Book of Eli Soundtrack

For my birthday last year, I picked up a copy of Fallout 3, a first-person role playing game set in a post-apocalyptic American wasteland. Quickly growing tired of the original soundtrack, I replaced the music with tracks from Ghosts I-IV, and I found it complemented the stark landscapes in the game nicely.

Atticus Ross

So when I went to see The Book Of Eli in the theater last weekend, I was pleasantly surprised to see a similar combination played out on a big screen - and through a huge sound system. In fact, the whole reason I dragged myself to the cinema to see the movie was because I had listened to the sweeping score, composed by Atticus Ross with his brother Leopold Ross and wife Claudia Sarne. I've been a fan of Atticus Ross' work since first hearing 12 Rounds, and my enthusiasm was bolstered with the release of electro-hardcore EP Error, which saw Atticus and his brother working with Bad Reglion's Brett Gurewitz and Greg Puciato (who at that time had just joined The Dillinger Escape Plan).

The score to The Book of Eli is collection of electronic/orchestral atmospheric pieces which evoke the bleak future depicted in the film. With some direction from Allan Hughes, the writing was a collaboration between Atticus, Leopold and Claudia, with perhaps the overall direction being led by Atticus. Though writing primarily took place at the Ross home studio, later Ross went on to complete the score at Abbey Road Studio with an 80-piece orchestra playing arrangements orchestrated by Dana Niu. There are some nice (if small) pictures from this process up on the soundtrack's website - where you can also watch interviews with Atticus Ross and Allen Hughes on the topic of the score.

ImageAn interesting element of this score is that much of it was written before the film was shot - the music was given to various people involved with the film, including the actors. While some of the pieces might not have ended up in the film, they helped with establishing a vibe on the set.

I feel that writing reviews of music in this era is kind of a silly notion, when you can very easily just listen to the music yourself, be it through official channels or not. That I'm making a post of this depth about the soundtrack should express well enough that I liked what I heard - enough that I actually left my house and saw the movie so that I might hear the soundtrack on a system louder than any I could pull off at home while maintaining good relations with my neighbors. Check it out - if you like what you hear, spend a couple bucks and buy a legit copy.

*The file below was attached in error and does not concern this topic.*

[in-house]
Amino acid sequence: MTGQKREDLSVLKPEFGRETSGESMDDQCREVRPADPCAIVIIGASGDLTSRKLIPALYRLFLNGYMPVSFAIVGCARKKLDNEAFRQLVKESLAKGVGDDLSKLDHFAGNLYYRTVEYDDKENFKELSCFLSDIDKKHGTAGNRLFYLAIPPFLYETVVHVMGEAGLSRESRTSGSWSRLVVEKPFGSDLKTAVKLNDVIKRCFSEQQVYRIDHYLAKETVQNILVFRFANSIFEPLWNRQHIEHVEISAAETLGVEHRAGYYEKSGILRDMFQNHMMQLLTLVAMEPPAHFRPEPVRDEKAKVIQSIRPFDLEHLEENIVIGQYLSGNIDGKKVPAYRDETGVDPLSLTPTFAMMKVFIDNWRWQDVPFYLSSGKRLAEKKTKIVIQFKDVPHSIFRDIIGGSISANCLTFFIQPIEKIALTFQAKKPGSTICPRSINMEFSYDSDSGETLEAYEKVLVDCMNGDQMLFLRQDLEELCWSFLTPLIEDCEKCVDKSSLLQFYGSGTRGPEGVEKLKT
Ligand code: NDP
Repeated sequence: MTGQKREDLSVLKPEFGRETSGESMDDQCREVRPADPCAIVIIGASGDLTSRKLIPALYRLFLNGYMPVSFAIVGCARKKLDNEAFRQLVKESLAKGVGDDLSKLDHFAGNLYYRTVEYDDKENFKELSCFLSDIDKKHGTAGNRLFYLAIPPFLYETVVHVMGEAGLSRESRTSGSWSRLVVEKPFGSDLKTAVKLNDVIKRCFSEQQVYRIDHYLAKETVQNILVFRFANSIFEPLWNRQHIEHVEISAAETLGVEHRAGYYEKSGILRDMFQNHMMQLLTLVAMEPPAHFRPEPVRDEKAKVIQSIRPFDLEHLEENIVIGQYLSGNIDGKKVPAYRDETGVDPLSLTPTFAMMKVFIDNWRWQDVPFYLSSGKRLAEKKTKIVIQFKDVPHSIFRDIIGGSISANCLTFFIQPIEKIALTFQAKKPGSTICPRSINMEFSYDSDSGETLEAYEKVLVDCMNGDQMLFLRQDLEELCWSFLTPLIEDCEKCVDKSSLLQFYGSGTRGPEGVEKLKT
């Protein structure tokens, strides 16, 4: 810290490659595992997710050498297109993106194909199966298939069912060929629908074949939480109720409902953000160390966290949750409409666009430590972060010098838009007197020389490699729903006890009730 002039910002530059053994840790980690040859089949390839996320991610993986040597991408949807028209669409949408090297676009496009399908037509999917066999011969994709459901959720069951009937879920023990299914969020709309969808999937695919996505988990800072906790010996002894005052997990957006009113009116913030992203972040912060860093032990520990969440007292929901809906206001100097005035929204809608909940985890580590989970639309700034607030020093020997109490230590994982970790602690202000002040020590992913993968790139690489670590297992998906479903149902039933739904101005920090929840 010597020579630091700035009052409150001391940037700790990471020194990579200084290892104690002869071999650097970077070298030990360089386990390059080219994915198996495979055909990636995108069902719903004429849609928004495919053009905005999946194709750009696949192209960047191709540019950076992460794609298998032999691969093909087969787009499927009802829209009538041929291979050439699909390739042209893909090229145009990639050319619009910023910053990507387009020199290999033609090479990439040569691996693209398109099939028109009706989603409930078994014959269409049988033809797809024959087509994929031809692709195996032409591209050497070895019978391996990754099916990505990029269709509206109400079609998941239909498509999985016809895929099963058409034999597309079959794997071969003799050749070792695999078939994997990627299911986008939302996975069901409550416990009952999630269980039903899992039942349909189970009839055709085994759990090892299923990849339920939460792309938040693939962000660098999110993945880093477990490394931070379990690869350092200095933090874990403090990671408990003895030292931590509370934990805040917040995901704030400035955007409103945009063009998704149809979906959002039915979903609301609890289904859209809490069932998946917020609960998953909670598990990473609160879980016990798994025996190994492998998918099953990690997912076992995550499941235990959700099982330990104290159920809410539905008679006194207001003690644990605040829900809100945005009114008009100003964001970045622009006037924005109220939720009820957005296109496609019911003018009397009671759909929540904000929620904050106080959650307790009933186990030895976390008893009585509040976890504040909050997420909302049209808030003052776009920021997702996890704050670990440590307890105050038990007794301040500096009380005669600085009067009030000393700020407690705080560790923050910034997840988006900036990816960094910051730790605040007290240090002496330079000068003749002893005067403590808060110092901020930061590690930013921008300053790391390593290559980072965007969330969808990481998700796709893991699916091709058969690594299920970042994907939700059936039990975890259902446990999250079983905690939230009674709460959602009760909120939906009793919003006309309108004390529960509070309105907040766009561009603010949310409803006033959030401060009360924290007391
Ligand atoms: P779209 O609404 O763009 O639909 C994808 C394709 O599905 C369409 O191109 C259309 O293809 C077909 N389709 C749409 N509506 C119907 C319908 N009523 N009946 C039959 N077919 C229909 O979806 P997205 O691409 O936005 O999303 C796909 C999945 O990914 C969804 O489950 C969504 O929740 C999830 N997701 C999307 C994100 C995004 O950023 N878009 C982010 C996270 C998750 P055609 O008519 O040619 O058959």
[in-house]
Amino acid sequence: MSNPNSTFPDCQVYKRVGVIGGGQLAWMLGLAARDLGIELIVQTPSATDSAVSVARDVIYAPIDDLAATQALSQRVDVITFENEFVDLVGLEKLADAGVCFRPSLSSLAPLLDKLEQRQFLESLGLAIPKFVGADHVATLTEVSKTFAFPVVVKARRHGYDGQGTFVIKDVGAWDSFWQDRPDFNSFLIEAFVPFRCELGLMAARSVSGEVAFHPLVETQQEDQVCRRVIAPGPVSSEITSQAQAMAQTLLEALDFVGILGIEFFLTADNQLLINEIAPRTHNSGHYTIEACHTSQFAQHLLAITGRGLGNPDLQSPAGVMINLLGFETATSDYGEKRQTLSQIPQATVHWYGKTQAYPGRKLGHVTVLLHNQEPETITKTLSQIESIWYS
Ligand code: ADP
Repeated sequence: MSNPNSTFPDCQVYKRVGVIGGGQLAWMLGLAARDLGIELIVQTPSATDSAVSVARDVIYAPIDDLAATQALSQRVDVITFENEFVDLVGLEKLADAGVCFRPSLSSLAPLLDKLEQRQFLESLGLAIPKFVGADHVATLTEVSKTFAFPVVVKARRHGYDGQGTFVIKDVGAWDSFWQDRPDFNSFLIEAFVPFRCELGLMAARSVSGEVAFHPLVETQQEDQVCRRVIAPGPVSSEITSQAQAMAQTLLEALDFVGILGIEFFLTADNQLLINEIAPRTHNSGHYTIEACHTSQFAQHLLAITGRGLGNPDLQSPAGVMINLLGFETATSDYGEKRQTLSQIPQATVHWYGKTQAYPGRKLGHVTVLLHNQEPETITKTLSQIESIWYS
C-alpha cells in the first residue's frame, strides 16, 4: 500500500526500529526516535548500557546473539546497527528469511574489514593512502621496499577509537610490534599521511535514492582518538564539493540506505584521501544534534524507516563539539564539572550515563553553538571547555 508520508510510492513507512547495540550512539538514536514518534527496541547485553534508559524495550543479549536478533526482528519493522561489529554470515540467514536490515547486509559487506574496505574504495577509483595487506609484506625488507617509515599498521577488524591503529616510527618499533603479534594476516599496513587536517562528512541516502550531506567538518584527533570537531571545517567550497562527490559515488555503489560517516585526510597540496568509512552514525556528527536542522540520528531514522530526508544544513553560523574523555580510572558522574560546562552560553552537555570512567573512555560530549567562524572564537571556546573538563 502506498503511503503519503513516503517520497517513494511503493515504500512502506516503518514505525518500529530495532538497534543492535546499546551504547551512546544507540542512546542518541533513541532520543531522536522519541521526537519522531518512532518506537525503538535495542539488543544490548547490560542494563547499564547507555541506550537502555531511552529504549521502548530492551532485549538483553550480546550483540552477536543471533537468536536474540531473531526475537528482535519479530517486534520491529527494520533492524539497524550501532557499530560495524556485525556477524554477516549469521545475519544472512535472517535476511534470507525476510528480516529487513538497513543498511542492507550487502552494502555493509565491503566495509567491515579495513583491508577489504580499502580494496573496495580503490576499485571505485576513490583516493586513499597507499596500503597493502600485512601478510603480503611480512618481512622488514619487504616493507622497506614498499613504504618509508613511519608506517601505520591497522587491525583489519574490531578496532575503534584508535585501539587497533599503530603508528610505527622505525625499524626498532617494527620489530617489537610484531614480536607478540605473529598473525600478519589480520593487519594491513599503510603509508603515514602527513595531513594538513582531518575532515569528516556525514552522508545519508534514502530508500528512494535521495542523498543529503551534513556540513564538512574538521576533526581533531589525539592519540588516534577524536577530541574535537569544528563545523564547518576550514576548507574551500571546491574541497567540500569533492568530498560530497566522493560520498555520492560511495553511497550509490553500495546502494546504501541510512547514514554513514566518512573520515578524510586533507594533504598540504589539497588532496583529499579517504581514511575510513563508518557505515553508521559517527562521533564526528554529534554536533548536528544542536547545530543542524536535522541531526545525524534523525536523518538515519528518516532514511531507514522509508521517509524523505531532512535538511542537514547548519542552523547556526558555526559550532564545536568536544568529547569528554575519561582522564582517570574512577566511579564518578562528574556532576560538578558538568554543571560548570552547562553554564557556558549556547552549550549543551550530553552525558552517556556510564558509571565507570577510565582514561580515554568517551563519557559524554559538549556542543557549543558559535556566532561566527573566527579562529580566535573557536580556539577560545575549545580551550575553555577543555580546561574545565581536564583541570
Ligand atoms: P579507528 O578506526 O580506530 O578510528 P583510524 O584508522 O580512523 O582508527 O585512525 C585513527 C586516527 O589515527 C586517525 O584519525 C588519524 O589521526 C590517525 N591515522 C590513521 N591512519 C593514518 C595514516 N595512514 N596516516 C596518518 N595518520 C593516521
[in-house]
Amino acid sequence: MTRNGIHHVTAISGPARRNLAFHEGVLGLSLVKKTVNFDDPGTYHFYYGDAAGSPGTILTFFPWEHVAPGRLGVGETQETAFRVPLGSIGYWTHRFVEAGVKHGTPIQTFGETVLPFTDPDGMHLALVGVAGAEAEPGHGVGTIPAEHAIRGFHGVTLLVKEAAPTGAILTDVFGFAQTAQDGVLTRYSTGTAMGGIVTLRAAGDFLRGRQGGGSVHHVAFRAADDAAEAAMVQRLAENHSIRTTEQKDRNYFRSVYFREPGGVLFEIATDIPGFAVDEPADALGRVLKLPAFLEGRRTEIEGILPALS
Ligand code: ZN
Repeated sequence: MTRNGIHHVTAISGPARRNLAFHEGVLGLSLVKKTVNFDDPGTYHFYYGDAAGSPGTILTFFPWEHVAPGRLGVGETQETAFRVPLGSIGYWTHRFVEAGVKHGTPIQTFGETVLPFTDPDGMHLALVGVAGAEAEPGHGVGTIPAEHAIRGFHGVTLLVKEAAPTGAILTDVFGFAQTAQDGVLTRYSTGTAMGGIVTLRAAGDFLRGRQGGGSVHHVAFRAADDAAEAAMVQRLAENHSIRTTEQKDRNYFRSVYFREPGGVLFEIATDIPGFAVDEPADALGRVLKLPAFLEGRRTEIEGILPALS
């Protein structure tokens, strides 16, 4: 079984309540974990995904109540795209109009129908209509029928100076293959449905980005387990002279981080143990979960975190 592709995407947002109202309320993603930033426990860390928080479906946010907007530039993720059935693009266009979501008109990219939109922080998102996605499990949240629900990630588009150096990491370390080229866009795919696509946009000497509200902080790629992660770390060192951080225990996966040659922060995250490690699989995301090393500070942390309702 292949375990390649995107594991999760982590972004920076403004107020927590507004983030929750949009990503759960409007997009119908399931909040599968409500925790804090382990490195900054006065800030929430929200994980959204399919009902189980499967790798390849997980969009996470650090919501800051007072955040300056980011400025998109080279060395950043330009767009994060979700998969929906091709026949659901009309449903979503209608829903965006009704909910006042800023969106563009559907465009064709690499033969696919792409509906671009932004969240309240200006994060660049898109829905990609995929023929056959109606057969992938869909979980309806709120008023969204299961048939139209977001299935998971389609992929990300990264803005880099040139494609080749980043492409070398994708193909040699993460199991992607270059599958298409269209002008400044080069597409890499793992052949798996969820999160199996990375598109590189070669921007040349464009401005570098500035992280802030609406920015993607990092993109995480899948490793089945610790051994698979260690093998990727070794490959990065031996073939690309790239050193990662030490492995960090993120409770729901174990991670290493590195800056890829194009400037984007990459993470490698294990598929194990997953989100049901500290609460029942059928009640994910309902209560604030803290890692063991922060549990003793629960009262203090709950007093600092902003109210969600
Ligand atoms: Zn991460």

These days I buy my music from the Amazon MP3 store, but the iTunes version has a remix by Dave Sitek of TV On The Radio. If you're still into discs, Amazon's selling the soundtrack on CD, but the CD version only has 17 tracks. If you like really big black discs, you'll be pleased to know that the soundtrack is being released on 2x12" vinyl LP, which you can pre-order directly from Warner Bros.

From now through February 1, 2010, you have a chance to be one of three people to win one a promo pack for The Book of Eli through us, courtesy Warner Bros/Reprise and Atticus Ross. Email with "Denzel" in the subject, and in your message, briefly tell me why you like or don't like CDs as a medium. Or tell me what you think about instrumental soundtracks. Or tell me what I should do with my site while NIN goes into hibernation. Whatever. In the first week of February, we'll draw three winners from the pack, who shall each recieve a copy of the CD, a Book of Eli tshirt, and a Book of Eli dogtag. We don't sell your email addresses or add them to any mailing lists - we only use the email addresses to randomly draw three winners.